PHOTO: Traders in the pit at the New York Mercantile Exchange in New York in 2008 as ongoing global financial crisis hits investment stocks hard. Source: AP
There’s a worrying sign in the Australian housing market with one state seeing prices fall at more than double the rate of the 2008 US housing crash.
In 2015 award-winning film The Big Short, Steve Carell and Christian Bale star in a tale about the greed and systemic risk surrounding the US subprime housing bubble and how it led to one of the most painful housing crashes in history.
Using celebrities such as Margot Robbie and Selena Gomez to explain some of the more abstract concepts of finance and real world examples such as an “exotic dancer” having five investment properties, the film painted a picture of American greed and regulatory failure.
The American subprime lending bubble and the eventual housing crash has become a cautionary tale the world over. In the years since, Australians have often liked to comment on how we are different, whether it’s around a backyard BBQ or a high powered CEO addressing the media.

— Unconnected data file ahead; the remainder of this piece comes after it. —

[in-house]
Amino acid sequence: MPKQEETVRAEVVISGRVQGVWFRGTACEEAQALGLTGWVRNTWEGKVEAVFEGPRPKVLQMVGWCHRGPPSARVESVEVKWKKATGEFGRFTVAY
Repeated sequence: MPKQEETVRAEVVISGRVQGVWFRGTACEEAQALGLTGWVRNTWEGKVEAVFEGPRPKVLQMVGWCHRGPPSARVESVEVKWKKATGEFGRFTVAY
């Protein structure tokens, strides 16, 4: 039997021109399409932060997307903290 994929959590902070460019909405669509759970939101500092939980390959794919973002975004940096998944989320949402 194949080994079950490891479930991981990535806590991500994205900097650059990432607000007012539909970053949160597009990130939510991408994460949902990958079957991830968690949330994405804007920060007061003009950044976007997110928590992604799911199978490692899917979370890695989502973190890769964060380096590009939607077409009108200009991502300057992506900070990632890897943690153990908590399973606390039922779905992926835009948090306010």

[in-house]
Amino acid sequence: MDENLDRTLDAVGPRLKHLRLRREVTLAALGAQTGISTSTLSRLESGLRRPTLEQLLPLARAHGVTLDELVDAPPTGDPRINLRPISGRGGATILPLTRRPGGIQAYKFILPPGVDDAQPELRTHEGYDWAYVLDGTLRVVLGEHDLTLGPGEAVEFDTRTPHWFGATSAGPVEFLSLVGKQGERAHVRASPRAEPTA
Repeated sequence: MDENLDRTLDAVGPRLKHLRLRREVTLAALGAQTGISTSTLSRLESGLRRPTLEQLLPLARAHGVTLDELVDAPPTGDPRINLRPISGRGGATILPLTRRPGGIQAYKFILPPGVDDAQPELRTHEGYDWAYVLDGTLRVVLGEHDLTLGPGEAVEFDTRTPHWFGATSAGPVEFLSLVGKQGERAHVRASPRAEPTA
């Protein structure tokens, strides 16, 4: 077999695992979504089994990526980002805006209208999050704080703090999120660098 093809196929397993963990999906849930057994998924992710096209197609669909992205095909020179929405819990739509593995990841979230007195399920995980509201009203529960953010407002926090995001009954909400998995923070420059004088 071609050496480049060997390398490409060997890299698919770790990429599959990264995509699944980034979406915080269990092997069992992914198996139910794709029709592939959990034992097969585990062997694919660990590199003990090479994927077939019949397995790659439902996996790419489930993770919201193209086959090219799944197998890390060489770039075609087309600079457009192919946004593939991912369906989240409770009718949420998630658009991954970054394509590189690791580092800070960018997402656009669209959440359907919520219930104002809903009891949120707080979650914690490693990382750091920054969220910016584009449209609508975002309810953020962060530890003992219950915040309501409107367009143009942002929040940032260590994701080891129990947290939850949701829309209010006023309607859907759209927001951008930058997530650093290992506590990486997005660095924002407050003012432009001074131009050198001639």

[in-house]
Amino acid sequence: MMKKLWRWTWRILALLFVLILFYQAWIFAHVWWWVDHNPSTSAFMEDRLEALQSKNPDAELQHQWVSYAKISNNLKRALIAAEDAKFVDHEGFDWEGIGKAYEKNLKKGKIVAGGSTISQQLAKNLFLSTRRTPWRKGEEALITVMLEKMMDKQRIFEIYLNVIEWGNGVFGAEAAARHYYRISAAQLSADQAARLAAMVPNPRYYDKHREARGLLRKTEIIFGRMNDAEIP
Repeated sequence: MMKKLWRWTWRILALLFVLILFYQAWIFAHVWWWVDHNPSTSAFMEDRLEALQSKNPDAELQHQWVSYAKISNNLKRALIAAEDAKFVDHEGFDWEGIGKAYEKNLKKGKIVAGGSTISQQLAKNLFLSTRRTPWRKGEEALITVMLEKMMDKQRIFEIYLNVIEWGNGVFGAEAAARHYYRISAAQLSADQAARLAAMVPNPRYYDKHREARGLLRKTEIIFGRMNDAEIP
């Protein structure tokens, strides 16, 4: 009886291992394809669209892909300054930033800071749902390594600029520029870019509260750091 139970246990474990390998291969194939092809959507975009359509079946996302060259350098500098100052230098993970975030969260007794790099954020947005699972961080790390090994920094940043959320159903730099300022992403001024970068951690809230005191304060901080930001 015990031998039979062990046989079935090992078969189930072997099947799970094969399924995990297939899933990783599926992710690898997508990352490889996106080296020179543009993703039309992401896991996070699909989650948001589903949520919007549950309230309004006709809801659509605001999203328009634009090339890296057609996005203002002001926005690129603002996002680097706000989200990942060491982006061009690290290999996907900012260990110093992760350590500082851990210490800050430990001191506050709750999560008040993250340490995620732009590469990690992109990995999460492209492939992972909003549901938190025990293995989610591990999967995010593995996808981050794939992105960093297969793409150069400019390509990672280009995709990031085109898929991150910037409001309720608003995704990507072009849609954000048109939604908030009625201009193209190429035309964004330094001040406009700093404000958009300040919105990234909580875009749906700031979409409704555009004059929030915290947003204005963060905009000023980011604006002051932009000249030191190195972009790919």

But are we?
It’s no secret that Australia has one of the highest levels of household debt in the world. In fact, as of the most recent comparable data, we have almost 50 per cent more debt than the Americans did during the absolute height of their pre-global financial crisis debt binge.
But this is nothing new. Australians have carried more household debt than Americans for the past 20 years.
However, with the advent of the coronavirus pandemic and more than five million people being supported by the government’s JobKeeper or JobSeeker programs, there are signs that the Aussie property market may be following the same trajectory as the Americans did during the GFC.
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